Best-selling journalist Antony Loewenstein trav­els across Afghanistan, Pakistan, Haiti, Papua New Guinea, the United States, Britain, Greece, and Australia to witness the reality of disaster capitalism. He discovers how companies such as G4S, Serco, and Halliburton cash in on or­ganized misery in a hidden world of privatized detention centers, militarized private security, aid profiteering, and destructive mining.

Disaster has become big business. Talking to immigrants stuck in limbo in Britain or visiting immigration centers in America, Loewenstein maps the secret networks formed to help cor­porations bleed what profits they can from economic crisis. He debates with Western contractors in Afghanistan, meets the locals in post-earthquake Haiti, and in Greece finds a country at the mercy of vulture profiteers. In Papua New Guinea, he sees a local commu­nity forced to rebel against predatory resource companies and NGOs.

What emerges through Loewenstein’s re­porting is a dark history of multinational corpo­rations that, with the aid of media and political elites, have grown more powerful than national governments. In the twenty-first century, the vulnerable have become the world’s most valu­able commodity. Disaster Capitalism is published by Verso in 2015 and in paperback in January 2017.

Profits_of_doom_cover_350Vulture capitalism has seen the corporation become more powerful than the state, and yet its work is often done by stealth, supported by political and media elites. The result is privatised wars and outsourced detention centres, mining companies pillaging precious land in developing countries and struggling nations invaded by NGOs and the corporate dollar. Best-selling journalist Antony Loewenstein travels to Afghanistan, Pakistan, Haiti, Papua New Guinea and across Australia to witness the reality of this largely hidden world of privatised detention centres, outsourced aid, destructive resource wars and militarized private security. Who is involved and why? Can it be stopped? What are the alternatives in a globalised world? Profits of Doom, published in 2013 and released in an updated edition in 2014, challenges the fundamentals of our unsustainable way of life and the money-making imperatives driving it. It is released in an updated edition in 2014.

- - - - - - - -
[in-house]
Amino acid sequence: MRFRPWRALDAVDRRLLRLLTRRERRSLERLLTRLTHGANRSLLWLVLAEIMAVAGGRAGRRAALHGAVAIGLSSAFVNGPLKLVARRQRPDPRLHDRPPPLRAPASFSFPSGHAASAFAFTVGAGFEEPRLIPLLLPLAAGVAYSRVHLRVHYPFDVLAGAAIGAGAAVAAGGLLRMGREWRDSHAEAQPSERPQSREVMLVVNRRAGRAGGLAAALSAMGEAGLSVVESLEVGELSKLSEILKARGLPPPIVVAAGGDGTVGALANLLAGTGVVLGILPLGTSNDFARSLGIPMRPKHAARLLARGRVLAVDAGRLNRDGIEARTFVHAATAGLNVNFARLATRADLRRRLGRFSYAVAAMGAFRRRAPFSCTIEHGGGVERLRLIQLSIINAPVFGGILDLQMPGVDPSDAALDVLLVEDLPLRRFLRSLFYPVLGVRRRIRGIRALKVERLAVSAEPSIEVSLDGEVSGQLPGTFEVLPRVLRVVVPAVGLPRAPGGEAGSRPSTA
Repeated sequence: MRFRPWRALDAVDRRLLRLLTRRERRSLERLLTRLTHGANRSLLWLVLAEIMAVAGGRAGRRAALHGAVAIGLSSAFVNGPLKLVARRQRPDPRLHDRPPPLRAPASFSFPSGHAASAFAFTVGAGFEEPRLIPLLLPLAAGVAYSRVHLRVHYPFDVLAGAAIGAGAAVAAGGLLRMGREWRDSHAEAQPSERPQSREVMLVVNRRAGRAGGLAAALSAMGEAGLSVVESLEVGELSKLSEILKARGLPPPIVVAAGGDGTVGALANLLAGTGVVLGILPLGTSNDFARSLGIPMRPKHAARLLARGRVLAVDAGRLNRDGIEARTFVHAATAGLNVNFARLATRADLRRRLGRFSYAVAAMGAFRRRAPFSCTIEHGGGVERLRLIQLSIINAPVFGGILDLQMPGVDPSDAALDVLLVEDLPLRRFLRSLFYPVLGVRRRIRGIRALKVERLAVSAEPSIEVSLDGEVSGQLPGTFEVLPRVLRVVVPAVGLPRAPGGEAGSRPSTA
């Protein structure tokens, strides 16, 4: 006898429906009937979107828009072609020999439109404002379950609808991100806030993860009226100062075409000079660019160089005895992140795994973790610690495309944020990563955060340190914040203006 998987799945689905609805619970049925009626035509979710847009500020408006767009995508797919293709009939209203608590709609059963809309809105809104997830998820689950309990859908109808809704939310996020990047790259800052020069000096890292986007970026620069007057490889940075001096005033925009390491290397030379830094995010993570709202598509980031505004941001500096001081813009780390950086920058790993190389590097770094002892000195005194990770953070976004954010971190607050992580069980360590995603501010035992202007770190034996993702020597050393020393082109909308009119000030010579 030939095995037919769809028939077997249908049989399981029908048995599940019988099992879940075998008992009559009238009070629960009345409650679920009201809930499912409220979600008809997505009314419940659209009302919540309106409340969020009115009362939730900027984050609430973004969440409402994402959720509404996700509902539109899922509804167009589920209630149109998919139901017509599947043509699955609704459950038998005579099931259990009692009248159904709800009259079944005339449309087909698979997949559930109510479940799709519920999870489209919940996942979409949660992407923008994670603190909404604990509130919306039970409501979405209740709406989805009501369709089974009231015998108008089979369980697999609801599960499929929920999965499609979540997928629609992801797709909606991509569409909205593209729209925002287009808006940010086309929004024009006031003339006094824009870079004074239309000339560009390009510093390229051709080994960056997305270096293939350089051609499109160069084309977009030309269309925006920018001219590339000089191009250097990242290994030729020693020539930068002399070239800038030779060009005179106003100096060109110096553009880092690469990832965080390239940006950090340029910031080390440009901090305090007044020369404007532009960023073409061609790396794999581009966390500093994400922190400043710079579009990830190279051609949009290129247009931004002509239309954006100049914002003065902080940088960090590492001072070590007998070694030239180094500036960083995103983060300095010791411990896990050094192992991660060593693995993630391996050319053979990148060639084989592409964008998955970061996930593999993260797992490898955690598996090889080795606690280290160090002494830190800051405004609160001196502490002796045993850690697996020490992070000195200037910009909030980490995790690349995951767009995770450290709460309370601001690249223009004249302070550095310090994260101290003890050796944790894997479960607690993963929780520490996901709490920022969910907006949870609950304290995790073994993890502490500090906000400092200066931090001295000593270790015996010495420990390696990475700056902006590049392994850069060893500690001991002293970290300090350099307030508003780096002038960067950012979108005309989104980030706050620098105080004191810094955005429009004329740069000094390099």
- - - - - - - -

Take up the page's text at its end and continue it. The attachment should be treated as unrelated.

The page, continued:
forgodssakecover Four Australian thinkers come together to ask and answer the big questions, such as: What is the nature of the universe? Doesn't religion cause most of the conflict in the world? And Where do we find hope?   We are introduced to different belief systems – Judaism, Christianity, Islam – and to the argument that atheism, like organised religion, has its own compelling logic. And we gain insight into the life events that led each author to their current position.   Jane Caro flirted briefly with spiritual belief, inspired by 19th century literary heroines such as Elizabeth Gaskell and the Bronte sisters. Antony Loewenstein is proudly culturally, yet unconventionally, Jewish. Simon Smart is firmly and resolutely a Christian, but one who has had some of his most profound spiritual moments while surfing. Rachel Woodlock grew up in the alternative embrace of Baha'i belief but became entranced by its older parent religion, Islam.   Provocative, informative and passionately argued, For God's Sakepublished in 2013, encourages us to accept religious differences, but to also challenge more vigorously the beliefs that create discord.  
After Zionism, published in 2012 and 2013 with co-editor Ahmed Moor, brings together some of the world s leading thinkers on the Middle East question to dissect the century-long conflict between Zionism and the Palestinians, and to explore possible forms of a one-state solution. Time has run out for the two-state solution because of the unending and permanent Jewish colonization of Palestinian land. Although deep mistrust exists on both sides of the conflict, growing numbers of Palestinians and Israelis, Jews and Arabs are working together to forge a different, unified future. Progressive and realist ideas are at last gaining a foothold in the discourse, while those influenced by the colonial era have been discredited or abandoned. Whatever the political solution may be, Palestinian and Israeli lives are intertwined, enmeshed, irrevocably. This daring and timely collection includes essays by Omar Barghouti, Jonathan Cook, Joseph Dana, Jeremiah Haber, Jeff Halper, Ghada Karmi, Antony Loewenstein, Saree Makdisi, John Mearsheimer, Ahmed Moor, Ilan Pappe, Sara Roy and Phil Weiss.